(b) The machine-or-transformation test is not the sole test for patent eligibility under §101.
(c) Section 101 similarly precludes a reading of the term “process” that would categorically exclude business methods. The term “method” within §100(b)’s “process” definition, at least as a textualmatter and before other consulting other Patent Act limitations andthis Court’s precedents, may include at least some methods of doingbusiness.
(d) Even though petitioners’ application is not categorically outsideof §101 under the two atextual approaches the Court rejects today,that does not mean it is a “process” under §101. Petitioners seek to patent both the concept of hedging risk and the application of that concept to energy markets. Under Benson, Flook, and Diehr, however, these are not patentable processes but attempts to patent abstract ideas. Claims 1 and 4 explain the basic concept of hedging andreduce that concept to a mathematical formula. This is an unpatentable abstract idea, just like the algorithms at issue in Benson and Flook. Petitioners’ remaining claims, broad examples of how hedging can be used in commodities and energy markets, attempt to patent the use of the abstract hedging idea, then instruct the use of wellknown random analysis techniques to help establish some of the inputs into the equation. They add even less to the underlying abstract principle than the invention held patent ineligible in Flook.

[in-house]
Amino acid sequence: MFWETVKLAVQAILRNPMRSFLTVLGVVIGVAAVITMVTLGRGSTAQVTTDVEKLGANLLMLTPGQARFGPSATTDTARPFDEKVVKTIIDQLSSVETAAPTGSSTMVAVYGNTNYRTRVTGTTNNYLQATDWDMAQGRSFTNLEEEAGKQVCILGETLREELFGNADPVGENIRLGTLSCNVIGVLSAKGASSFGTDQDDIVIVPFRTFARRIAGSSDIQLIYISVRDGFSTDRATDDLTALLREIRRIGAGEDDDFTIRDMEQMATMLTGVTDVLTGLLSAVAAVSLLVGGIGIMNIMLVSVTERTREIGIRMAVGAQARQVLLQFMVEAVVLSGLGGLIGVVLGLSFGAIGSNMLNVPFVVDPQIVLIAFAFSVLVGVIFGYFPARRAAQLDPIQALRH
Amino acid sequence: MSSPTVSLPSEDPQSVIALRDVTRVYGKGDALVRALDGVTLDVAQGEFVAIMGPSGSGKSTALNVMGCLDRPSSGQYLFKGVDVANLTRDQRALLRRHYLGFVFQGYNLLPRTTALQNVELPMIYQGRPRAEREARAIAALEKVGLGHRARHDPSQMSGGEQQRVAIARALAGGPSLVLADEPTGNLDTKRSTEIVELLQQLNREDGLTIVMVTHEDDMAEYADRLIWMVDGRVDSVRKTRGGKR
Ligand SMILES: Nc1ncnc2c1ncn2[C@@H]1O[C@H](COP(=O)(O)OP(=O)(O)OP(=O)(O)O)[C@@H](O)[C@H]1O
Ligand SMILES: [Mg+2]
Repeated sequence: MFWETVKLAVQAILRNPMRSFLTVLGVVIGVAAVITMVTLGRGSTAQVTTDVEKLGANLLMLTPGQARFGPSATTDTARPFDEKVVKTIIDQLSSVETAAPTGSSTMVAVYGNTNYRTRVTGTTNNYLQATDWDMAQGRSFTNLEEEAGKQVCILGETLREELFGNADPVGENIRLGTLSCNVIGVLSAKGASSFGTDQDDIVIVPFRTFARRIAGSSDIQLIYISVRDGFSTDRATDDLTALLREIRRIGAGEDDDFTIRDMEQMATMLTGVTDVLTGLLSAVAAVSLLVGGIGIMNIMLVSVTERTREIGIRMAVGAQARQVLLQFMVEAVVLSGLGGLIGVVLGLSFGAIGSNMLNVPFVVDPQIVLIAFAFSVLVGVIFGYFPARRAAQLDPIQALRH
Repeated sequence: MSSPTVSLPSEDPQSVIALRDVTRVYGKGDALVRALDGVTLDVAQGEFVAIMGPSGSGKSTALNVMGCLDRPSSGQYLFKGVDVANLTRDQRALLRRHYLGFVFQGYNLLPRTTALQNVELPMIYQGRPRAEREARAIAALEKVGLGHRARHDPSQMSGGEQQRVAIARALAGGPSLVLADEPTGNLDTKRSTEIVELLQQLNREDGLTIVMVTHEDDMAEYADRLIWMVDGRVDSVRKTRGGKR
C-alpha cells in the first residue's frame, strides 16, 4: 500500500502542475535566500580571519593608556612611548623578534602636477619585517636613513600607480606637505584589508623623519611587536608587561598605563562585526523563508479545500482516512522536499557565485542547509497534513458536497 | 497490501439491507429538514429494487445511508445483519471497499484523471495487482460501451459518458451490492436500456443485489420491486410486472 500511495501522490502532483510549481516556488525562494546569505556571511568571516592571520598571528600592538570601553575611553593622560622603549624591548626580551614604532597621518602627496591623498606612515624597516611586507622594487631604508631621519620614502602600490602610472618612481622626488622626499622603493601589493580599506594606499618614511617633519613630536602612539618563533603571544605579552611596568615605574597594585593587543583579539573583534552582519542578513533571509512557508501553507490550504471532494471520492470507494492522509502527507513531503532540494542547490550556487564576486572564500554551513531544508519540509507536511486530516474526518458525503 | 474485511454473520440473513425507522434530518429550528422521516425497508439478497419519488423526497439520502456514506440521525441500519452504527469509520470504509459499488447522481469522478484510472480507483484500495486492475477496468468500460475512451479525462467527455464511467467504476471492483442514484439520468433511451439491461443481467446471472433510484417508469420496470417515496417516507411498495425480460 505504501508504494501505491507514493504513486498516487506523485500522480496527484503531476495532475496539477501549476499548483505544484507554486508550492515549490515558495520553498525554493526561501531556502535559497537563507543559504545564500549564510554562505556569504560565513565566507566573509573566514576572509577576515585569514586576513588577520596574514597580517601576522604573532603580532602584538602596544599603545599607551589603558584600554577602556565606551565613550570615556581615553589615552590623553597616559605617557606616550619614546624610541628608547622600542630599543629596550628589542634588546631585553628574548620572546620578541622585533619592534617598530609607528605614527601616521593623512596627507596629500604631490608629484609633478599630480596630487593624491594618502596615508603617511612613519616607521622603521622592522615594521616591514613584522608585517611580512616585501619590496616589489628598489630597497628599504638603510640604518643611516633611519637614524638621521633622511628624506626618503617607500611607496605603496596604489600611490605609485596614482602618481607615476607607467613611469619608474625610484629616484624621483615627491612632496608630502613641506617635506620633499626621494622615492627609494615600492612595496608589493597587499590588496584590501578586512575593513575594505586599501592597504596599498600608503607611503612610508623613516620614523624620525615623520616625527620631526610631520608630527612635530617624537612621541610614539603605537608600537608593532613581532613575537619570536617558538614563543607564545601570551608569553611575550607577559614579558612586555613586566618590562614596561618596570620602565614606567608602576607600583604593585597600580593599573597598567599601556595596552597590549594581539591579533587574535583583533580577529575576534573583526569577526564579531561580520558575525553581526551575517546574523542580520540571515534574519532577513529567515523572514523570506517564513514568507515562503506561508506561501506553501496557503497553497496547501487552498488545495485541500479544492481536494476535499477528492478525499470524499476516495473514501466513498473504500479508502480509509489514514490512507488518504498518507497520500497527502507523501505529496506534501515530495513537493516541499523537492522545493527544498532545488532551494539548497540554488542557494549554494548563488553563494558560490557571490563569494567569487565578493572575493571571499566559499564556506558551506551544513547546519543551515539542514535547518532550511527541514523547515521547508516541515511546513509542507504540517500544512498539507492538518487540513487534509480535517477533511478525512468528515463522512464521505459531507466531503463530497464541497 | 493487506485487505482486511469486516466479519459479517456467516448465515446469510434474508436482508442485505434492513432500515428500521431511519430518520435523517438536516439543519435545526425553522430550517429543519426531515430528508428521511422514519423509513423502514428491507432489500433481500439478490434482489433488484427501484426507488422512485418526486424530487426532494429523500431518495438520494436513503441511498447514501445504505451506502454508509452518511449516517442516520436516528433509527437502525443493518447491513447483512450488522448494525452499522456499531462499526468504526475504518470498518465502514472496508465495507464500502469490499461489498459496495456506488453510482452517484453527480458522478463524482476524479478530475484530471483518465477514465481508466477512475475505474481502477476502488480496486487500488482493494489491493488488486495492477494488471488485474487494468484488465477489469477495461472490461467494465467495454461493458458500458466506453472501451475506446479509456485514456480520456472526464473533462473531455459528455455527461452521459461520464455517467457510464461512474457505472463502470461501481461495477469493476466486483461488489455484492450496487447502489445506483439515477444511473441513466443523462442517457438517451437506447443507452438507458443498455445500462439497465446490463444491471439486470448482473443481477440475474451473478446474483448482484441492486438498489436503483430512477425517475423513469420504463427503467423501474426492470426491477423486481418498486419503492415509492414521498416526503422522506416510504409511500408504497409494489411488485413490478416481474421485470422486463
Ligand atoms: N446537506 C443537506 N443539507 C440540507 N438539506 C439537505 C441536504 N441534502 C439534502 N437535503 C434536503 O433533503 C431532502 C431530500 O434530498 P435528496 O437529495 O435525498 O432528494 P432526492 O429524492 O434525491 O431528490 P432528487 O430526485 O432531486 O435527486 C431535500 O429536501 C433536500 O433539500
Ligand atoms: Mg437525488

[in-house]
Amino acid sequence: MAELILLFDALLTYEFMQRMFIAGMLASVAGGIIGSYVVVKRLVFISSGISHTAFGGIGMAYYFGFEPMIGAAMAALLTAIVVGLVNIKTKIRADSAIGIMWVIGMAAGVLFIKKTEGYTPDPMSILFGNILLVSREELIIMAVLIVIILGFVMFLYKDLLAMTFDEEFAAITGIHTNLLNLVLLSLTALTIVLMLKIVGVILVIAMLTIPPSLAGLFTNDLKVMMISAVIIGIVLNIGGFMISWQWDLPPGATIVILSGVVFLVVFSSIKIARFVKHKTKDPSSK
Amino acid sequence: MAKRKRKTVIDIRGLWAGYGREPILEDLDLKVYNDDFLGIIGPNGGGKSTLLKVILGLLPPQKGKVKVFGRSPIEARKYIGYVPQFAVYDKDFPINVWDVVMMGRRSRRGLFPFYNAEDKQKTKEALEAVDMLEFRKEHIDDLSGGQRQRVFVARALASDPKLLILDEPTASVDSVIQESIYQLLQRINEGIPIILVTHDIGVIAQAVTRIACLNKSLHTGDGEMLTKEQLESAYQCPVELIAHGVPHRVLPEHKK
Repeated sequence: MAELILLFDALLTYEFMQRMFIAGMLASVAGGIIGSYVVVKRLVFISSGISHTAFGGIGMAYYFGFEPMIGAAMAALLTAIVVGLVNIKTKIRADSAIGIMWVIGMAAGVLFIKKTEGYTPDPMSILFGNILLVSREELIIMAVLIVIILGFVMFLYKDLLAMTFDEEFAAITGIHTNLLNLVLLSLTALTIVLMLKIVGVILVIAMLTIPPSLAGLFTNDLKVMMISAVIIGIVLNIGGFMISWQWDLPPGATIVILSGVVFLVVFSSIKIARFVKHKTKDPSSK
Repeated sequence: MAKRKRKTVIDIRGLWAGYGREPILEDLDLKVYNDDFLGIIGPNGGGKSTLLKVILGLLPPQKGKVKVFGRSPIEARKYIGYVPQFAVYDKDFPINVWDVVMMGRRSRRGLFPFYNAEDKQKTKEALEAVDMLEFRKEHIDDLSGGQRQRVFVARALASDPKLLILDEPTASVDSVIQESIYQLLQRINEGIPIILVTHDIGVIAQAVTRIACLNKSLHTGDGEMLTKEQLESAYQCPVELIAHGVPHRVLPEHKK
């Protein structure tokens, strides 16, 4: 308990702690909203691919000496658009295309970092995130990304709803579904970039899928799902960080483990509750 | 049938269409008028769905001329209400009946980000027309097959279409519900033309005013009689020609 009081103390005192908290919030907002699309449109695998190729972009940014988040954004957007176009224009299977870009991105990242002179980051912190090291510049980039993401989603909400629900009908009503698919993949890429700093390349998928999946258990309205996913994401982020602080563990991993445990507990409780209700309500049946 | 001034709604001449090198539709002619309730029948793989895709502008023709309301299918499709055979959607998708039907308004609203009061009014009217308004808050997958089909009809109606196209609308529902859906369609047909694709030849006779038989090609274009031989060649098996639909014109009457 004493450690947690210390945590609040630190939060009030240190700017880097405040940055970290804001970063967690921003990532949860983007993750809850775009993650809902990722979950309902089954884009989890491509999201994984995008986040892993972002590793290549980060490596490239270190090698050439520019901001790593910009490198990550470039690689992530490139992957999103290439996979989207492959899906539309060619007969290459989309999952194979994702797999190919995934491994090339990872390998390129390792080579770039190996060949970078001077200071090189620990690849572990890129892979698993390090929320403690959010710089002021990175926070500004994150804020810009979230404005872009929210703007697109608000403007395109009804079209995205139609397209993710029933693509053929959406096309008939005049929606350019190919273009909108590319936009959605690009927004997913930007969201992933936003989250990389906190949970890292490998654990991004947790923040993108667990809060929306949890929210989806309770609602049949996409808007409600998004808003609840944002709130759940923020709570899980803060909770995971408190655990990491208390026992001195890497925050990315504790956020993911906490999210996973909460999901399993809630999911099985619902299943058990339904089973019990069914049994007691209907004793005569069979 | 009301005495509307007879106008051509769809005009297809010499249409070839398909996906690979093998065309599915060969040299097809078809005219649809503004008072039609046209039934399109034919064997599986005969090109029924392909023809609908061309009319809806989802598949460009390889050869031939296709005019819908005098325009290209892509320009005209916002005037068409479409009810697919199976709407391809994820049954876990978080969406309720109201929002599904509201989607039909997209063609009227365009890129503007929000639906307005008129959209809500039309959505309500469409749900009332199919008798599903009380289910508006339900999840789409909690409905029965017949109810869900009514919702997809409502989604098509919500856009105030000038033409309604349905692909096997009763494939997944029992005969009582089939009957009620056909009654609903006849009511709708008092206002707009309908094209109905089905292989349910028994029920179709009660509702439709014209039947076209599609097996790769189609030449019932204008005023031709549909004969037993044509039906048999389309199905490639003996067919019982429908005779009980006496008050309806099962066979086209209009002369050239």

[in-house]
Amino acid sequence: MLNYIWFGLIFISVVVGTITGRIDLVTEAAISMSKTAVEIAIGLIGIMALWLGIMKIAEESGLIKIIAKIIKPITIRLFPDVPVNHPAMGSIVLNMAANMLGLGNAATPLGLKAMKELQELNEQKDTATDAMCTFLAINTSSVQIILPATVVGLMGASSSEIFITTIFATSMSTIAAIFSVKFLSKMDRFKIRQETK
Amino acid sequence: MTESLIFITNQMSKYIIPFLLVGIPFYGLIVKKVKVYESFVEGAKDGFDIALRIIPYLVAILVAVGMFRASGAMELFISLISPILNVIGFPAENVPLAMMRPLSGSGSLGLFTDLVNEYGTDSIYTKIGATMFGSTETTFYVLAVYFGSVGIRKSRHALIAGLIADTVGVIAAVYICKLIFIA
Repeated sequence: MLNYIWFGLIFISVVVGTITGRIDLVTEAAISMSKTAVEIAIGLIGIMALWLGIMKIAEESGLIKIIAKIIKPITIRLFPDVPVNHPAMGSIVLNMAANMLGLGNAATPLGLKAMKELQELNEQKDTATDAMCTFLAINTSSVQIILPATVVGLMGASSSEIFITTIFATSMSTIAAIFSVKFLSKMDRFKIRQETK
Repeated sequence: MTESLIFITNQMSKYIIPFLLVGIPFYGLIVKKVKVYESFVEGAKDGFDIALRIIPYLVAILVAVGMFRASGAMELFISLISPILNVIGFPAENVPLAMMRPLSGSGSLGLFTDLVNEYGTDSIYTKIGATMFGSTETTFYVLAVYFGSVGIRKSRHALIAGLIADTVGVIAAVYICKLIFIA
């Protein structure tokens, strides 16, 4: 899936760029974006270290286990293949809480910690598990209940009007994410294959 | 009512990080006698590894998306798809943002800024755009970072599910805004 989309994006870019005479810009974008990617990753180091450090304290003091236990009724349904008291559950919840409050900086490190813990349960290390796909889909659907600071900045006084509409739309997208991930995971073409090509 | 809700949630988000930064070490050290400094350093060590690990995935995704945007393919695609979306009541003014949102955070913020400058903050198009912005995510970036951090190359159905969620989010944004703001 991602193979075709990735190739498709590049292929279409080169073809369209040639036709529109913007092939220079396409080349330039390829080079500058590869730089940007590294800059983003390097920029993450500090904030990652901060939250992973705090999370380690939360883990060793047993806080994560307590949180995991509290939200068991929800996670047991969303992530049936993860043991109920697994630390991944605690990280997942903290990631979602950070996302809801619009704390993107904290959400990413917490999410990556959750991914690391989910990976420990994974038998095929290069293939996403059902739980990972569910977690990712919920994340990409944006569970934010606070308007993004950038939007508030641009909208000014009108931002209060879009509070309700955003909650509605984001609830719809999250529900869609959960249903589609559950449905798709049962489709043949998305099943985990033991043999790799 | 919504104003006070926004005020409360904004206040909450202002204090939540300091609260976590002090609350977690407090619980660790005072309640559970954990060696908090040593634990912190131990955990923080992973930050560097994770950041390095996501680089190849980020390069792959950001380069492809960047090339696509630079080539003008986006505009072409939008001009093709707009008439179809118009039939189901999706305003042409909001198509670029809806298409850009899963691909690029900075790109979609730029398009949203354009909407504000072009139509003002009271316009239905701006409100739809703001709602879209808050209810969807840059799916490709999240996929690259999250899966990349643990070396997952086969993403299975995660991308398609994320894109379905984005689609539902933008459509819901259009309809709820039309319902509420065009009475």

(e) Because petitioners’ patent application can be rejected under the Court’s precedents on the unpatentability of abstract ideas, theCourt need not define further what constitutes a patentable “process,” beyond pointing to the definition of that term provided in §100(b) and looking to the guideposts in Benson, Flook, and Diehr. Nothing in today’s opinion should be read as endorsing the Federal Circuit’s past interpretations of §101. See, e.g., State Street, 49 F. 3d, at 1373. The appeals court may have thought it needed to make themachine-or-transformation test exclusive precisely because its caselaw had not adequately identified less extreme means of restrictingbusiness method patents. In disapproving an exclusive machine-ortransformation test, this Court by no means desires to preclude the Federal Circuit’s development of other limiting criteria that furtherthe Patent Act’s purposes and are not inconsistent with its text.